You would think Random House had learned its lesson — after all, it was nearly ten years ago that they lost a landmark case when it tried to get Rosetta Books from publishing some e-books.

In other cases, it’s been writers deciding to withhold e-versions of their books.

JK Rowling has chosen to keep Harry Potter off of e-readers for now and, in November, John Grisham (lawyer, that he is) made a very passionate argument about why he wasn’t allowing e-versions of his books to be sold.

“You’re going to wipe out tons of bookstores and publishers and we’re going to buy it all online,” he told the Today Show. “I’m probably going to be all right — but the aspiring writers are going to have a very hard time getting published.”

And while Grisham’s holdout didn’t last long (unsurprisingly, perhaps, there’s no comment from him or his representatives), his arguments are still valid.

So, as you download books (something I’ve done) and curl up with your IPad, Nook or Kindle or Sony Reader or whatever, keep in mind that someone created the work and that there’s a chance that person is still fighting for the ability to have some control over it.

It’s especially important when you realize there are still battles on the horizon.

Is Pricing the Point?

In Entertainment, Technology on March 28, 2010 at 10:53 pm
SAN FRANCISCO - JANUARY 27:  Apple Inc. CEO St...

Image by Getty Images via Daylife

So, here we are less than a week away from the arrival of the IPad and more details are beginning to come out, including details about what Apple’s bookstore will be charging.

When the IPad was introduced, Apple boss Steve Jobs seemed to tell Walt Mossberg of The Wall Street Journal that when it came to pricing ebooks, his company would take advantage of publishers’ anger at Amazon, which was trying to drive prices down.

“Publishers are actually withholding their books from Amazon, because they’re not happy with them,” Jobs said.

Apple reached agreements with Hachette, HarperCollins, MacmIllan, Penguin and Simon and Schuster — five of the six largest publishers in the country; the company is still talking with Random House —  allowing the publishers to set the prices (believed to be from $12.99 to $14.00) with Apple taking a 30 percent commission.

Amazon, meanwhile, has clearly been taking the Apple threat seriously. Two weeks ago, The New York Times reported that Amazon “has threatened to stop directly selling the books of some publishers online unless they agree to a detailed list of concessions regarding the sale of electronic books.”

Well, it turns out that Amazon may have even more reason to worry.

The tech website Appadvice is reporting that despite all the talk of Apple sharing more, it appears not to be the case.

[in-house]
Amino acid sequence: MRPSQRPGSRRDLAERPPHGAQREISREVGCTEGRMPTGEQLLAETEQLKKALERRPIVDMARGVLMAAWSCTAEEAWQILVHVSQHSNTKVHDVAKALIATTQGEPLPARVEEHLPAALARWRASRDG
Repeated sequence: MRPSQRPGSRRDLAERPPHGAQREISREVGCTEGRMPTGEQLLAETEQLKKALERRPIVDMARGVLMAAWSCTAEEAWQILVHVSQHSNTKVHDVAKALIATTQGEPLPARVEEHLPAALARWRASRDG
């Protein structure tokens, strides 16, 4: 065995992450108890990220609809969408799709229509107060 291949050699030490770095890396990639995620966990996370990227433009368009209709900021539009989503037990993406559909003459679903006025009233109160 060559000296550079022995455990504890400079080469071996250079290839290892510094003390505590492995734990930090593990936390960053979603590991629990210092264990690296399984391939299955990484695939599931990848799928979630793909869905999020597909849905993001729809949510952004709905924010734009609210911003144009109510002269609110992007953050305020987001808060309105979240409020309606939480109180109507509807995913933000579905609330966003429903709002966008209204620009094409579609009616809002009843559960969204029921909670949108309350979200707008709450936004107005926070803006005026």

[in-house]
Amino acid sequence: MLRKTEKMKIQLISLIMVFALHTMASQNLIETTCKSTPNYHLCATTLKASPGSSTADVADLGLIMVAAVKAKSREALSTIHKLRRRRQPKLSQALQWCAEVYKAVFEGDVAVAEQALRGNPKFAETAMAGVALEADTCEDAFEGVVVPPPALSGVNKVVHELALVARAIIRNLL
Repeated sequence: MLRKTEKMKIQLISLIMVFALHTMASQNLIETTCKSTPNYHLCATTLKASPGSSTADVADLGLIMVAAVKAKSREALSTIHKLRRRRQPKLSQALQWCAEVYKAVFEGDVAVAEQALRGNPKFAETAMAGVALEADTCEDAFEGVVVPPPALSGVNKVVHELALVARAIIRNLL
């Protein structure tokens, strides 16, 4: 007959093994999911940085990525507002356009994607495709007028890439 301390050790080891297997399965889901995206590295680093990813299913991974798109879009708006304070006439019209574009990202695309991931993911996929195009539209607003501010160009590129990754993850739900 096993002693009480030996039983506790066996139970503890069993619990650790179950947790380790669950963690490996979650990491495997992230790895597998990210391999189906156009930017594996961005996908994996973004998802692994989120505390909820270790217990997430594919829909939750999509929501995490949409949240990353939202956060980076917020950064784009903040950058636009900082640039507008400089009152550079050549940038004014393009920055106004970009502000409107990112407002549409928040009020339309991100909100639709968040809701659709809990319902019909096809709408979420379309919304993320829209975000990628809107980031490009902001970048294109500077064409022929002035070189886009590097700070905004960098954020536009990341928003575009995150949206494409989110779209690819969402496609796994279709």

The site said they had seen a preview of Apple’s ibookstore and of the 32 books featured in The New York Times bestsellers list, 27 of them — including the entire top ten are priced at $9.99, the same as Amazon.

One thing that’s a little weird about appadvice.com’s report is that the screenshot they include lists the numbers 2-6 on the fiction list and numbers 1,11,12 and 15 on the nonfiction list… so something might be a little off.

Maybe part of the agreement with publishers calls for bestsellers being held at a certain price but allowing for more flexibility for backlist and other selections?

Also, pricing only seems to be part of the point as more and more books become available for Apple’s devices.

According to Mobclix, a mobile phone advertising company, books are now the most available items in the ITunes store — there are 27,237 book apps available compared to 25,238 games.

And then there’s what some publishers are doing to enhance what they are selling.

For instance, check out Enhanced Editions and what they are doing for books like Homicide: Life on the Killing Streets by David Simon and Wolf Hall by Hillary Mantel.

And then there’s YouYube preview of some of what Penguin has planned.

It’s getting very interesting, very quickly.

As I said, less than a week until IPad.

Deal Close on Closing Gitmo

In Crime, Politics on March 19, 2010 at 3:14 pm

That’s according to the Wall Street Journal, which is reporting that Republican South Carolina Senator Lindsay Graham has been working with Democrats Carl Levin, Ben Cardin and Dick Durbin. The paper also reports that two unnamed Republicans are prepared to go along with the deal.

The Journal says that as part of the deal more detainees — including 9/11 Mastermind Khallid Shaikh Mohammed — will be tried before military commissions.

Curiously, ten days ago, The New York Times reported a similar deal was in the works but that Graham was without support from Republican colleagues, leading the ACLU to throw an ocean-full of cold water on the idea.

So, what’s changed? Not really clear.

My only hope — and I’ve said it before and I’ll say it again — is that before they close Guantanamo, they figure out why four people died there — were they murdered?